It wasn't backed by anything. So his goal was to decrease the value of the peso, devalue it by 50 percent, which he did. And this created, as he told Argentinians, it would create some kind of a little bit of backlash that would be temporary and create a little bit of poverty. So there was a little bit of temporary fallout.

But this is how you kind of have to quell triple digit inflation. So he's done that. He's created a surplus. And, you know, the rest is history.

I'm really excited to see how the rest of his administration goes. Yeah, that's that's really interesting. So is this popular with the Argentinian people so far, what he is doing?

Yes. I had a tweet that went viral and was retweeted. I shouldn't say retweeted, reposted by Javier Millet himself. So I was getting feedback from Argentinians.

I was getting feedback from kind of everybody. And there are some Argentinians that still lean left and they're like, we're starving. And it's like, well, part of quelling this inflation was having to devalue the peso, which was going to make it a little bit harder to survive for a little bit. But, you know, you just voted in all these policies for 12 years or whatever that you've been you've been starving for 12 years, dude. So, of course, you know, there's some people who are unhappy just because they're always going to be unhappy because they're socialists and the capitalist policy is working.

But most people are so happy with with the progress of this. They know they have a surplus. They know that they're going to be going towards the dollar. He's he's open to other monetary currencies like Bitcoin. This is just a really exciting all around what's happening in Argentina. And it shows that, you know, if our government wanted to fix our stuff, they could.

Yeah, I mean, Blake, you have some thoughts on this, by the way. Just speaking of silver, Argentina doesn't mean the silver country. Yeah, silver land. Argenti is silver in Latin. It's just Argentina has incredible natural resources. Amazing, amazing grass fed beef.

I think the greatest on the planet. I mean, it's a lot like the United States. Huge amounts of land was basically very lightly settled. They had their own Indian wars in about the same time we did. They had their own cowboy culture.

A lot of cultural similarities. But and 100 years ago, they're one of the wealthiest. They were one of the richest countries in the world. There was a saying, rich as an Argentine, because you'd have these fabulously wealthy Argentine beef magnates traveling to Europe and living it up. It was almost like they were like the Arab sheiks of their day.

Wow. And they basically had this political moment. She mentioned Juan Peron, Peronism, where they had the Perones. It was Juan Peron and his wife Evita. She has, I believe, a musical about her.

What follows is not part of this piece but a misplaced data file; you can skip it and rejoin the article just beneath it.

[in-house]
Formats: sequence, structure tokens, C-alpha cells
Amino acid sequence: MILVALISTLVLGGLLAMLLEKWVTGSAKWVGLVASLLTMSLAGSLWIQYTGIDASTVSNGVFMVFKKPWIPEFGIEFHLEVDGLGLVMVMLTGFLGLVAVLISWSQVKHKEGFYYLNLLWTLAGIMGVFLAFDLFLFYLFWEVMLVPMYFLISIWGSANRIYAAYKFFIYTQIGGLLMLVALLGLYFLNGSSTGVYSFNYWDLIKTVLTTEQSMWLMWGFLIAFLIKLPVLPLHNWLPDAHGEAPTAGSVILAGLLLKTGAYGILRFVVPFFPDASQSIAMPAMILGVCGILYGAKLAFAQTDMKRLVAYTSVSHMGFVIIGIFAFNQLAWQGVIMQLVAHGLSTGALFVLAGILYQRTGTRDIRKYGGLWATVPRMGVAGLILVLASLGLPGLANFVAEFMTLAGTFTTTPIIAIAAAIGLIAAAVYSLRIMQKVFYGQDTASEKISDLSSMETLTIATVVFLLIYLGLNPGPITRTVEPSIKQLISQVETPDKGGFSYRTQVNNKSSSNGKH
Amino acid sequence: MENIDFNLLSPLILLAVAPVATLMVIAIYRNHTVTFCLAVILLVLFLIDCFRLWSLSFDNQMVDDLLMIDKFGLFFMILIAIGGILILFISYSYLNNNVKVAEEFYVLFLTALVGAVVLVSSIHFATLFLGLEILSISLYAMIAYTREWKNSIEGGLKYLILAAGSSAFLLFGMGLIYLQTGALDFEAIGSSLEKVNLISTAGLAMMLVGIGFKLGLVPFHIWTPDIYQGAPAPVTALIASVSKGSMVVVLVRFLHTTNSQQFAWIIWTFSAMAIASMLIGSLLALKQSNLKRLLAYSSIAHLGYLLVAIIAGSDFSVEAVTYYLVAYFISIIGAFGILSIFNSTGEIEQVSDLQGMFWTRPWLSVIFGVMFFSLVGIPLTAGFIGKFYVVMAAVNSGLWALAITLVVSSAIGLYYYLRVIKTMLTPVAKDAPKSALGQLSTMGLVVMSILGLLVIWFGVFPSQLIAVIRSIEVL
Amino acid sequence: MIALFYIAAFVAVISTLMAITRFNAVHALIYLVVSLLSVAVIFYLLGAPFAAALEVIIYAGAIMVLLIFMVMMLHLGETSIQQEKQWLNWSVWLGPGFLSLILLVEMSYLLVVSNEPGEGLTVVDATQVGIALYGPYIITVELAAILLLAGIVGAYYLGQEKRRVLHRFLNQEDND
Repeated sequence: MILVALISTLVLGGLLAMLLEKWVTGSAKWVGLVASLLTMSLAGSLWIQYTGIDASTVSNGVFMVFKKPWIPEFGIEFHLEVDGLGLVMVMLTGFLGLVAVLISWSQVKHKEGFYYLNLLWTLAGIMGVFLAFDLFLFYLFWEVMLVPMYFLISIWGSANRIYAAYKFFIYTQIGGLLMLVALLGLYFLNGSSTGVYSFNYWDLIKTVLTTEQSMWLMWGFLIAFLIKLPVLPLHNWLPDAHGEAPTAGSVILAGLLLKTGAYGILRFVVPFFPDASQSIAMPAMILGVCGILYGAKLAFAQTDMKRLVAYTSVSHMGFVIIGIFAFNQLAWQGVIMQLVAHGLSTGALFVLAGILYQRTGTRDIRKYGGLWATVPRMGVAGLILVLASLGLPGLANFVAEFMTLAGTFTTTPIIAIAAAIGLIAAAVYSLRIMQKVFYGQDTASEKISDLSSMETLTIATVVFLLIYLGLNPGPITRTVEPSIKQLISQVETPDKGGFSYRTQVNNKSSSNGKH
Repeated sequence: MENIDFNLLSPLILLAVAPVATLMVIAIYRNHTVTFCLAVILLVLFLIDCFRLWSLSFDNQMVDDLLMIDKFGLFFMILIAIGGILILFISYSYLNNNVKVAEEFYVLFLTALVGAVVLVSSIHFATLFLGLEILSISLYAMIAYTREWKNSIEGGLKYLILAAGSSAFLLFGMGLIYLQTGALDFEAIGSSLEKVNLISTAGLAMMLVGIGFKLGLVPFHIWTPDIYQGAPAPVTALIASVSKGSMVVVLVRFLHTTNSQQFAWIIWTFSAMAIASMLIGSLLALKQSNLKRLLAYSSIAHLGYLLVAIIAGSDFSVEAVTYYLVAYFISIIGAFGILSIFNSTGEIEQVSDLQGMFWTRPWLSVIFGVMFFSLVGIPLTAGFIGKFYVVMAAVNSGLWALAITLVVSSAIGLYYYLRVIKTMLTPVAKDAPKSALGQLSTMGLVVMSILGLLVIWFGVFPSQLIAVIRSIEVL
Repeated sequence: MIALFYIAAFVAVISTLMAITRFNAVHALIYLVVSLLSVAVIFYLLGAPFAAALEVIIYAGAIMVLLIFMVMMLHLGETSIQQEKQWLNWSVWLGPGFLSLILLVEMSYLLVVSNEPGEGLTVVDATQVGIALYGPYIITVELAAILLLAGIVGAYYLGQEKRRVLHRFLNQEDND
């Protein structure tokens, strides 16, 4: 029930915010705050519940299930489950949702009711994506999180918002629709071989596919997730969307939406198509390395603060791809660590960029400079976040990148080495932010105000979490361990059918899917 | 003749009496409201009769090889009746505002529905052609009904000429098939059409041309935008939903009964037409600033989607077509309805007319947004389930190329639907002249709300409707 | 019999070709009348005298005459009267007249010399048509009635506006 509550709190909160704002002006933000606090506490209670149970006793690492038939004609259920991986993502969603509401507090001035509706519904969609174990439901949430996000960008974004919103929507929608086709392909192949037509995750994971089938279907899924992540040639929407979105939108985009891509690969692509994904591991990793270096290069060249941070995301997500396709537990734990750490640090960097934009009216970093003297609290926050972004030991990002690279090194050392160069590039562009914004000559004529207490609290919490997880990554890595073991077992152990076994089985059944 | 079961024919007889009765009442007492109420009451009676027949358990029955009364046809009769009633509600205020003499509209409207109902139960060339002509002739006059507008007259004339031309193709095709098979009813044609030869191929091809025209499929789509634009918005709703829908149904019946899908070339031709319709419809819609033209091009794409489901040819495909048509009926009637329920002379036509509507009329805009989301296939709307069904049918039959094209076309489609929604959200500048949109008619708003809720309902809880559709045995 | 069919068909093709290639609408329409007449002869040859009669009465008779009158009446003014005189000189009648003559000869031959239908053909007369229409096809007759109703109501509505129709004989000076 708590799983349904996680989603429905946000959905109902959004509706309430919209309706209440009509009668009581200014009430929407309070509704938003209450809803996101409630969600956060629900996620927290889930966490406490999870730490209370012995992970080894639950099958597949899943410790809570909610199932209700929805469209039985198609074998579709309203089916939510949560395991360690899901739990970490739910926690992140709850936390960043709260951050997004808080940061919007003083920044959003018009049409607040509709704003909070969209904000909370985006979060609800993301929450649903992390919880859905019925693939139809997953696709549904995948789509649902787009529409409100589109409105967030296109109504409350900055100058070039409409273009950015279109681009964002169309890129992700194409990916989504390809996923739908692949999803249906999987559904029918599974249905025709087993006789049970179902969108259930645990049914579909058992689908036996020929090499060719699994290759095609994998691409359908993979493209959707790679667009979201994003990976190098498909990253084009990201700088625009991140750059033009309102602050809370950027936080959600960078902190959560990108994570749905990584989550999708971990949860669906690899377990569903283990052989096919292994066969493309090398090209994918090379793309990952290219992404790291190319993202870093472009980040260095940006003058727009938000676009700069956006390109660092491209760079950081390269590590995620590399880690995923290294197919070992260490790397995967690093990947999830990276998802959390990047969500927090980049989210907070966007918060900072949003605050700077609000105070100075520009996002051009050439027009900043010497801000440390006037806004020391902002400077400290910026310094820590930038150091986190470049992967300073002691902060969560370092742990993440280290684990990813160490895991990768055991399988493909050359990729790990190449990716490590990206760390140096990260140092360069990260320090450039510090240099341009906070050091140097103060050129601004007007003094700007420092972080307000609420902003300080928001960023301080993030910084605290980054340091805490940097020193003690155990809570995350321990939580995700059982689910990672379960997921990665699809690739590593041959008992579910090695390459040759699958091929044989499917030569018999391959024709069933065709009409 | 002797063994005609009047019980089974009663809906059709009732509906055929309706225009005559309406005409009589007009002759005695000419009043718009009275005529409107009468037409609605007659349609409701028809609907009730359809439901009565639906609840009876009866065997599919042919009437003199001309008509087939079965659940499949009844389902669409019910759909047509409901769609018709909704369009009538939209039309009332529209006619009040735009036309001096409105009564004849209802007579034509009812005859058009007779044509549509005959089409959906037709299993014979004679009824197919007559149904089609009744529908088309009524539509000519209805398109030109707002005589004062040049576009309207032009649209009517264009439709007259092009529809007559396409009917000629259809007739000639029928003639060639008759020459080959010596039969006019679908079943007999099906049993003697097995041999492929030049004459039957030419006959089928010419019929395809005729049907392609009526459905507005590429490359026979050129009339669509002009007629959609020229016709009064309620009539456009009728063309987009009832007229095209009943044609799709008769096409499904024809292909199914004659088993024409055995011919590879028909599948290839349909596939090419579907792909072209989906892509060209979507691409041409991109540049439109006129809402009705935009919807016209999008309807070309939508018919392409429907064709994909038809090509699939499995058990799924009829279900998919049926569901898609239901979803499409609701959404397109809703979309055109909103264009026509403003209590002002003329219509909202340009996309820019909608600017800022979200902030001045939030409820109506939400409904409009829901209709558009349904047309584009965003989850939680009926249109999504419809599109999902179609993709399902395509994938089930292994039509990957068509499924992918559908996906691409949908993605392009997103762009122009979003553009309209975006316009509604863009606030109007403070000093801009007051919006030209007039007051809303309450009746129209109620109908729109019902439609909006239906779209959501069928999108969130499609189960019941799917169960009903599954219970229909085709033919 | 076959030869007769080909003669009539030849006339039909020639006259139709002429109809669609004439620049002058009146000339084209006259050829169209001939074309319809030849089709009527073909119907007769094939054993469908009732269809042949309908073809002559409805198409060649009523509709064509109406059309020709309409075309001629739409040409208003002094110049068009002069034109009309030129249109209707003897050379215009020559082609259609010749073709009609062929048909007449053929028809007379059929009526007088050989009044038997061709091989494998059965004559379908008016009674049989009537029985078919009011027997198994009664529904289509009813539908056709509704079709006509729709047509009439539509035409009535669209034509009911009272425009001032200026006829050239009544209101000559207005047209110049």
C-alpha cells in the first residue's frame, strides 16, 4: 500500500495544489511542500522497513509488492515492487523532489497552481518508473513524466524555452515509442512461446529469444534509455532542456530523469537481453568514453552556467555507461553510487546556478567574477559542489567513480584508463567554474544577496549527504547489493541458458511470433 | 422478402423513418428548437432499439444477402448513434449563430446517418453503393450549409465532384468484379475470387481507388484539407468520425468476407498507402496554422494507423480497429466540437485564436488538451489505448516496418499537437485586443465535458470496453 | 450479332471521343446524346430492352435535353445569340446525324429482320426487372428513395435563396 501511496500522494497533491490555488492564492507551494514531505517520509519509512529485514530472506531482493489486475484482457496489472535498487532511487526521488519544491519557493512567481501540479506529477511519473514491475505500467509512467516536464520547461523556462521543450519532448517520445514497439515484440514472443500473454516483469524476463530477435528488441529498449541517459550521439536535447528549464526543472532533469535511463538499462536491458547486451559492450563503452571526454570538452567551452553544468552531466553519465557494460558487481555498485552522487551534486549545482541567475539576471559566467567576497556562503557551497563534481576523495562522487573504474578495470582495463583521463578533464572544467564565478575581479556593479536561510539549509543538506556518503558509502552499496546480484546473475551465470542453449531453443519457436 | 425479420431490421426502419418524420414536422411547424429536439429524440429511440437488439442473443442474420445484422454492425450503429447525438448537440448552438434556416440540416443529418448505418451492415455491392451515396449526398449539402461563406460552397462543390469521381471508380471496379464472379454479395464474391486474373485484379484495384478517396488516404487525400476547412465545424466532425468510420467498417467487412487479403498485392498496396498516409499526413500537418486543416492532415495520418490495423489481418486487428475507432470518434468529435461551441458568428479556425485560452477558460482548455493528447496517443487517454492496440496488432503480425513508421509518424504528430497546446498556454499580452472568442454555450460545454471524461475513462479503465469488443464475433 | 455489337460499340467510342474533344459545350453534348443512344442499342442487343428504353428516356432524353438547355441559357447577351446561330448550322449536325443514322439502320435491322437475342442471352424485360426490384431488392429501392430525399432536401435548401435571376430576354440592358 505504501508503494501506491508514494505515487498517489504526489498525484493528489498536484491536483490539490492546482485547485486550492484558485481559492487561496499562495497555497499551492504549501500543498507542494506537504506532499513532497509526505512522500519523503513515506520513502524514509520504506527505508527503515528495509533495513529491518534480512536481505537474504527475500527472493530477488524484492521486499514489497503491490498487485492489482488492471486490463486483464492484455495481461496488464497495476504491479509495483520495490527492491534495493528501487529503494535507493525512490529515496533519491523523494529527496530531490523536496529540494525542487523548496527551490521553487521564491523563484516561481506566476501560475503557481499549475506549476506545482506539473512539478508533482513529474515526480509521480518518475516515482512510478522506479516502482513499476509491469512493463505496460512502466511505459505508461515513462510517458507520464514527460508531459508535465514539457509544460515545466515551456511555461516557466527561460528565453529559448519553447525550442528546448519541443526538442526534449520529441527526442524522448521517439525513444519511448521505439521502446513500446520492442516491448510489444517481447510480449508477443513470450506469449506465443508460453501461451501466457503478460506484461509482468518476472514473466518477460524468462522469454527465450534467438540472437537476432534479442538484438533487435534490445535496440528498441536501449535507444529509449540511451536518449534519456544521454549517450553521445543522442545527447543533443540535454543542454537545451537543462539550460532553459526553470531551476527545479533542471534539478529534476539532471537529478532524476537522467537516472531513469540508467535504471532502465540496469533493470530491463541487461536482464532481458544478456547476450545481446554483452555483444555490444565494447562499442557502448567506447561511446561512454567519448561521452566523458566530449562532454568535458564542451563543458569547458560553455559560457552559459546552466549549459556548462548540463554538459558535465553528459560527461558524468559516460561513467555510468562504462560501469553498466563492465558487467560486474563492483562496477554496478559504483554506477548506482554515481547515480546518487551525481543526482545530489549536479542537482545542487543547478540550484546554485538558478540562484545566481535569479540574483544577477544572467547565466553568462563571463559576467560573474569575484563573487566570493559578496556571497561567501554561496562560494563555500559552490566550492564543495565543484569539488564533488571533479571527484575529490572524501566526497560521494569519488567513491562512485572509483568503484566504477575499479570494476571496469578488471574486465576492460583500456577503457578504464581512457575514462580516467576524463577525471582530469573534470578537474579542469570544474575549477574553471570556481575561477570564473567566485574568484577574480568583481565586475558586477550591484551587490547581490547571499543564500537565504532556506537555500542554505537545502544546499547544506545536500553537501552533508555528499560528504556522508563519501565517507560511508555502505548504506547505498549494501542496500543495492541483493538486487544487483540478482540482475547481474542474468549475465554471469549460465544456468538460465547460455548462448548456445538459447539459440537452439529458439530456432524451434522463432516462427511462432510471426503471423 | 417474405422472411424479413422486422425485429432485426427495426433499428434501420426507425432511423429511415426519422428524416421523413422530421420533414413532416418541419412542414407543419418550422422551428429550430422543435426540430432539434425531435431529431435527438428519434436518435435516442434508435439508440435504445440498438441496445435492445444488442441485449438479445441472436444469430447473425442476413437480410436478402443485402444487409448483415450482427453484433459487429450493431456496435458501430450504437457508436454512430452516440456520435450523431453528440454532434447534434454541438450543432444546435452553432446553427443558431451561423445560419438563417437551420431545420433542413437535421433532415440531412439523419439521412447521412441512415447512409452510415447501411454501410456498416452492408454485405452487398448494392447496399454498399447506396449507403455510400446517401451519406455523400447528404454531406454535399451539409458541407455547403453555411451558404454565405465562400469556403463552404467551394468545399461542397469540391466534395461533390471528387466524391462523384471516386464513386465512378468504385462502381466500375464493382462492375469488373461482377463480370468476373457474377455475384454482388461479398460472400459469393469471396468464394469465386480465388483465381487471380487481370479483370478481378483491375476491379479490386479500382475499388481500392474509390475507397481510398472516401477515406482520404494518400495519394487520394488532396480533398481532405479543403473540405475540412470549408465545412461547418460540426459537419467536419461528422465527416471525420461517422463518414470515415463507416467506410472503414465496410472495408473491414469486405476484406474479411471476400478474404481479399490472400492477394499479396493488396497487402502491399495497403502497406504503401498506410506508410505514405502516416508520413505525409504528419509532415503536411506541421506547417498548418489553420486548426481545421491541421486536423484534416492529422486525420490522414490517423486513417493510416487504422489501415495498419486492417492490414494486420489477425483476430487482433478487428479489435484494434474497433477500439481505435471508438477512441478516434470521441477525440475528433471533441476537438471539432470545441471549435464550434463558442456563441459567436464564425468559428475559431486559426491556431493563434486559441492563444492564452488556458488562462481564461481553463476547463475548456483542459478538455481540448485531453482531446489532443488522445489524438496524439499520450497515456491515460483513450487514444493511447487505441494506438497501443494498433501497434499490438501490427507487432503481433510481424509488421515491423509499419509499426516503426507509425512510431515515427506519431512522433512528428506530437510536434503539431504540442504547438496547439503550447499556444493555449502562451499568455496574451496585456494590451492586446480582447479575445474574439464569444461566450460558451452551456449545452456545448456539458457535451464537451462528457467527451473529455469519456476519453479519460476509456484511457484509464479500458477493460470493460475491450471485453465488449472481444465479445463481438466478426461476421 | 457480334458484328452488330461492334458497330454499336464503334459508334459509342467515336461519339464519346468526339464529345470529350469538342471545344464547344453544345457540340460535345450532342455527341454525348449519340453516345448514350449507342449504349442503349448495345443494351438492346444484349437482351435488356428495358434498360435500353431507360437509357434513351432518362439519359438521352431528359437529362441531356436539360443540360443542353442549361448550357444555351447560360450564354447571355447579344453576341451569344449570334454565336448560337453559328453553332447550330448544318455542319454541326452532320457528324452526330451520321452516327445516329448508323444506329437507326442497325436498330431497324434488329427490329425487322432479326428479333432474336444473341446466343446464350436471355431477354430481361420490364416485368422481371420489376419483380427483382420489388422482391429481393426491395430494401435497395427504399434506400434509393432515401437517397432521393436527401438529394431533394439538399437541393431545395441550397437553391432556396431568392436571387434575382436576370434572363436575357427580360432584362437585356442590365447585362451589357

Don't cry for me, Argentina. You mean Ava Peron? Whatever. And I think Evita was probably the nickname. And so Peronism is very complicated. If you try to read a summary of it, it like is really confusing. And but a lot of it was basically proto-wokeness and they'll frame it sometimes as like right wing or left wing or sometimes they'll kind of make it quasi-fascist. But what a lot of it was was it was this sort of socialist-esque stuff.

Yes. And really, ever since that happened, Argentina's never been able to get it back together. They are the first country to go from being a first world country to a third world country. And the amazing thing is they've done it twice. And it's always just they embrace these bad economic policies and then they're stupid, but they're popular.

And good at soccer. It's finally gotten bad enough that, yeah, they've hit the emergency button and they've elected basically the most extreme guy they possibly could. And we'll see if it works. And the sad thing is it'll probably work and then in a decade they'll say, but what if socialism could work this time?

Yeah. So Josie, the war continues. The socialists are not calming down. They're going to go for Malay. But he seems to be determined.

Tell us more. So I was actually going back and reading some of the comments when he was elected. They were calling him Argentina's Donald Trump. They were saying he's a populist, he's far right. And they were using trigger words, you know, far right. Donald Trump.

And it's kind of like a bell for Pavlov's dog. So, you know, they say these things and like, oh, my God, this is bad. Donald Trump bad.

Javier Malay bad. And, you know, they lose their minds over over this guy. But, you know, nine and a half weeks and there's a surplus of money in the country. So.